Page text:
“What I am trying to do is tell a story. My work often tries to access situations and circumstance by way of the material itself. A rewriting of a biological imperative and history.”
Adams is compelled by stories, the stranger and more mysterious the better. Biological anomalies, destinies written by DNA, the factual and the fictitious, all knitted together in a sensitive and sophisticated aesthetic.
Adams has “discovered” creatures, circumstances and legends that he draws from historical, geographical and biological research. His love of these oddities likens him to an explorer, a rogue discoverer of rare information that is available to everyone, but sought by few.
His work stems from this detailed inventory of stories, linked to each other by a sense of a utopian/dystopian binary. To look at a work in its final form, there is little indication of the intense narrative and conflict it symbolizes. Adams creates pristine and immaculate icons that evolve from a voracious study of the abnormal and the unfortunate. He calls this process “a baroque distillation”, a method that both concentrates the essence of his stories and their particularities, and pays homage to their dramatic and indulgent elements.
The stripping away of a narrative into a singular and signifying entity is a daring and sometimes contradictory action. The meaning and value that lies in the story may be lost to the viewer, though the art object may be attractive and compelling. This attraction and mysterious concealment creates a conflicted response. One is drawn to Adam’s work because of its cleanly constructed and authentic form, and distanced by the hidden significance of the clearly symbolic objects. He enjoys and encourages this push-pull dynamic. It mirrors his own relationship to his narrative subjects.
Adams speaks of his works as signposts - indicators of the tragic, the obscure and the fatal that lie beneath the surface of saturated perfection. This twisted relationship suggests the essential faults and oddities present in life are accentuated and heightened as flawlessness is sought. Searching for this extreme might manifest in excessive breeding of a species for their unique quality with aberrant side effects, or the hunting to extinction of an elusive animal for its legendary features. In each case, there is an obsession with the control of beauty that has captivated humans for centuries. Adams expresses this dynamic through his own obsession with the unnatural, dystopic entities and stories that arise in these circumstances.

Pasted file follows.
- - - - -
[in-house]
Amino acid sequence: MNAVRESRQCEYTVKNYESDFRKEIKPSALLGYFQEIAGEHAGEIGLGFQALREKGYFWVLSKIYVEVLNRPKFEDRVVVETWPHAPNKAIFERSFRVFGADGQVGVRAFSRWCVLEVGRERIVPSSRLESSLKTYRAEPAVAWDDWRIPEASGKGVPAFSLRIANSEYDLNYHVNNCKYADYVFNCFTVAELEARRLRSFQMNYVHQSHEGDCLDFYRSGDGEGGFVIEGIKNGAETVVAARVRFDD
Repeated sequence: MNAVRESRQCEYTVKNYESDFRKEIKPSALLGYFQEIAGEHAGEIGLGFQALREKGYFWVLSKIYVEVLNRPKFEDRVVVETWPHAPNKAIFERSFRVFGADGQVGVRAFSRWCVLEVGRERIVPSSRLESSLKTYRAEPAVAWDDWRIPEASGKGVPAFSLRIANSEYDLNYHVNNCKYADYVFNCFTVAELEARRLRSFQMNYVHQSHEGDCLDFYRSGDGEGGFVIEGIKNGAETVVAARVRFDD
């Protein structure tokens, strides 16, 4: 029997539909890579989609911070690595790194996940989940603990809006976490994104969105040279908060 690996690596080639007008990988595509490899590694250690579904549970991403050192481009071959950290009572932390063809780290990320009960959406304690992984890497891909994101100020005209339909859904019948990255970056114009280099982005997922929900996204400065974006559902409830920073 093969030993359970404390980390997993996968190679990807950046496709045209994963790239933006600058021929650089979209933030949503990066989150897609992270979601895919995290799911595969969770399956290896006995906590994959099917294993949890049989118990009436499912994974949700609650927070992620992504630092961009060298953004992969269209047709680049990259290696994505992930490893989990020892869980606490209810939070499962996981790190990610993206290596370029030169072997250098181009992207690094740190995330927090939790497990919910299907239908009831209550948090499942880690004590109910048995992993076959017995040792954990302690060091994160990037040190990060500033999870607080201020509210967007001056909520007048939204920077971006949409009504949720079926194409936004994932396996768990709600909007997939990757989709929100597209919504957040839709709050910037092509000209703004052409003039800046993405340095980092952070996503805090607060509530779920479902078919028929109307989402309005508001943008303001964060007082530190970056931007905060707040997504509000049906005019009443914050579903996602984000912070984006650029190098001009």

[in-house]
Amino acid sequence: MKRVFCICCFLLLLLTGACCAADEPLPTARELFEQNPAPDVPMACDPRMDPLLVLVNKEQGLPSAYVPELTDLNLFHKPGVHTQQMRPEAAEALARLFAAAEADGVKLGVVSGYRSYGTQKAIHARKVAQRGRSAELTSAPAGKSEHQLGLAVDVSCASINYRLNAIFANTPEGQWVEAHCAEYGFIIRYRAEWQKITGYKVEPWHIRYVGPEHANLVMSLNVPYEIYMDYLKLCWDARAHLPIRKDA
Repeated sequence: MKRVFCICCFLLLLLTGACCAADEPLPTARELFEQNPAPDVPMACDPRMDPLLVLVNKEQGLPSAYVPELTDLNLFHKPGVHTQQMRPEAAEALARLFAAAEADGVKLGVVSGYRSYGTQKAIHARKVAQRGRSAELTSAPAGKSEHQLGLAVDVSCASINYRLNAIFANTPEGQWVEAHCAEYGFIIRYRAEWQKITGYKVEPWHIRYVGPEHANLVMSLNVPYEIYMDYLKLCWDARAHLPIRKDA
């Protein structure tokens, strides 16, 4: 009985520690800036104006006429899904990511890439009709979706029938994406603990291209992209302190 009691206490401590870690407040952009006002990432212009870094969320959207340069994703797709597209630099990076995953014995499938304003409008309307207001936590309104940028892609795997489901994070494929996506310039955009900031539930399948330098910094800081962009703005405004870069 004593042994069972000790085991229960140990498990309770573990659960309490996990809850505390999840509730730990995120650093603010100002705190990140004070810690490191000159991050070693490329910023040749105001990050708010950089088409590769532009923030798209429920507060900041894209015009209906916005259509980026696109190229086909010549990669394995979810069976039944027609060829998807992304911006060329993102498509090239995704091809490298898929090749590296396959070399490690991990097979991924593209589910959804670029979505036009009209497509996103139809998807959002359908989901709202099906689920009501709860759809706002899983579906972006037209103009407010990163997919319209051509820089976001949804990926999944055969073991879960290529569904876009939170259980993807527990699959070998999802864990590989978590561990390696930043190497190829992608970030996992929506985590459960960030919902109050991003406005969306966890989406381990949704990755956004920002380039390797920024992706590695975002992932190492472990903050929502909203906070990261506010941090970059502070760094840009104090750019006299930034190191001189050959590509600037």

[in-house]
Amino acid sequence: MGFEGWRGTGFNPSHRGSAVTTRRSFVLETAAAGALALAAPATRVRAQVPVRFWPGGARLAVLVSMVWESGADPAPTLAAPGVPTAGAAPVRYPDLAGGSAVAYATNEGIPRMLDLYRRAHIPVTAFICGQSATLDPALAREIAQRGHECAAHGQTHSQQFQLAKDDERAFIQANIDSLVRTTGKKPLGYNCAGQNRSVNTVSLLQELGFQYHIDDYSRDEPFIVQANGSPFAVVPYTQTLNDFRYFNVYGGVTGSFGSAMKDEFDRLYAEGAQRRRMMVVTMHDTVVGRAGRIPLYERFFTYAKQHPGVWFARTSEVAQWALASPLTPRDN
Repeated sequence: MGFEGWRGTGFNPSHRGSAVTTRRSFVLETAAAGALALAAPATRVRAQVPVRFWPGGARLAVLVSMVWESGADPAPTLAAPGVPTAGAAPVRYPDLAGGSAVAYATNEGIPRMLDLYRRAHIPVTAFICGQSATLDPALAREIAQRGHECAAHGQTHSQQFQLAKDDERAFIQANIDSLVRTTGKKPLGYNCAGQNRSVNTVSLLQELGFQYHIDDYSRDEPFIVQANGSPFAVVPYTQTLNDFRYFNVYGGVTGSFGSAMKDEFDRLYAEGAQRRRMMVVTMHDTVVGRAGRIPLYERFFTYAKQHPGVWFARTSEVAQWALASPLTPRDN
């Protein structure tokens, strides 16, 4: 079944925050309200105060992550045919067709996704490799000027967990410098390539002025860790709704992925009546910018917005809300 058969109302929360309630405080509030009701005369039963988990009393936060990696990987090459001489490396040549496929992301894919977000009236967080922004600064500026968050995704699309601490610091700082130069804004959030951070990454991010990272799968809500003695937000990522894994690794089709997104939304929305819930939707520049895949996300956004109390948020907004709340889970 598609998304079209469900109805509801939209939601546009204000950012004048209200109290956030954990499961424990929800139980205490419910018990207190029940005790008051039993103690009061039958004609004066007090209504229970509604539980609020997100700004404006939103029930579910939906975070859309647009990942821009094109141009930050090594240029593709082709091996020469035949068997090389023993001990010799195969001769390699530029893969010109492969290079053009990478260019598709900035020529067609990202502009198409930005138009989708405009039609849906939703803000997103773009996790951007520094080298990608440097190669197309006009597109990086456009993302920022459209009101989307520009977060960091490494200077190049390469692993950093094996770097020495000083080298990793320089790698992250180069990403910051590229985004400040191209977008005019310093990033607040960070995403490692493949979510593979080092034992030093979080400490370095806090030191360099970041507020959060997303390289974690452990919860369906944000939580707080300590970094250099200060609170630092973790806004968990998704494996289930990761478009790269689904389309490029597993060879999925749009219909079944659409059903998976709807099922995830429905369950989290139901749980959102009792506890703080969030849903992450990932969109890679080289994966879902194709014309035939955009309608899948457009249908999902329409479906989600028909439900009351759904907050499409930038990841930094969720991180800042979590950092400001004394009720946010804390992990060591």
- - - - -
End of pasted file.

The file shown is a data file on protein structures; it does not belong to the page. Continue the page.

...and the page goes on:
This notion of significant objects is seen clearly in Sins of the Father’s. This minimal, cleanly executed work indicates the binaries of perfection and fault, without giving away its tragic narrative. The focus of this work is a cloudlike shape of Karakul fur, a material that is harvested from lamb fetuses. Though there is no surrounding text or information, the vivid tangibility of the material and its ethereal presentation give a sense of the weight and moral implication held in this article.
There is always an immaculate finish and essential truth-to-materials present in Adam’s work. He will not settle for a merely convincing representation of the object he is memorializing. In his creative process, he sources the genuine article from his chosen narrative, adding another layer to the investigative method he has wholeheartedly adopted. This enhances the importance and authenticity of the work, and conveys the message of the truth in the legendary. The acquirement of these objects, animals or materials, often comes at the cost of the article’s life, or involves accessing industries that are usually avoided for their unsavory nature. Adams speaks of sourcing these materials as both thrilling and traumatic – it is as if he must go through a ritual of a compelling and upsetting nature to incite this reaction from his audience.
This need for the genuine object indicates another aspect of Adam’s process, the creation of the relic. His works indicate the idea of fragments, precious pieces of a sacred entity that are venerated and memorialized. This relic-like quality places them in a fine balance, between the mysterious and legendary, and the brutally real.
Deep Roller has an air of the divine, the untouchable. Tumbler pigeons, frozen mid-fall, are placed sequence-like above one another. Their stagnant poses indicate the falling stages of a bird bred to tumble in this way, with the ultimate consequence of fatality. The immaculate beauty of the birds, their mysterious origin, and the undeniable truth of their authenticity all contribute to the aura of a relic they exude.
Adam's latest work is currently on the Impossible Monsters show at David Brodie's new gallery Art Extra. For more information go to http://www.artextra.co.za/
Written by: Nina Barnett